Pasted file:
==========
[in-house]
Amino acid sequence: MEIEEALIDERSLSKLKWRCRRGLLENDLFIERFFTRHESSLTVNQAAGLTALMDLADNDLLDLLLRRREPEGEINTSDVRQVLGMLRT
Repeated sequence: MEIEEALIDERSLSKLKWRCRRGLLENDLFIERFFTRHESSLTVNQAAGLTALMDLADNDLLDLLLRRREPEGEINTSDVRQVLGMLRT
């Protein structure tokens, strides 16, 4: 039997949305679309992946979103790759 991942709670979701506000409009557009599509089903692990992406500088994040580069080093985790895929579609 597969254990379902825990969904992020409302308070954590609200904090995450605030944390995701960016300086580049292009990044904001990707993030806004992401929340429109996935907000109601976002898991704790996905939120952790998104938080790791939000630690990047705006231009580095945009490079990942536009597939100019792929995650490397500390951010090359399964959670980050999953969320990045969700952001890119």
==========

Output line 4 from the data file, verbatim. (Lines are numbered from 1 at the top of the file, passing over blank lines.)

């Protein structure tokens, strides 16, 4: 039997949305679309992946979103790759 991942709670979701506000409009557009599509089903692990992406500088994040580069080093985790895929579609 597969254990379902825990969904992020409302308070954590609200904090995450605030944390995701960016300086580049292009990044904001990707993030806004992401929340429109996935907000109601976002898991704790996905939120952790998104938080790791939000630690990047705006231009580095945009490079990942536009597939100019792929995650490397500390951010090359399964959670980050999953969320990045969700952001890119």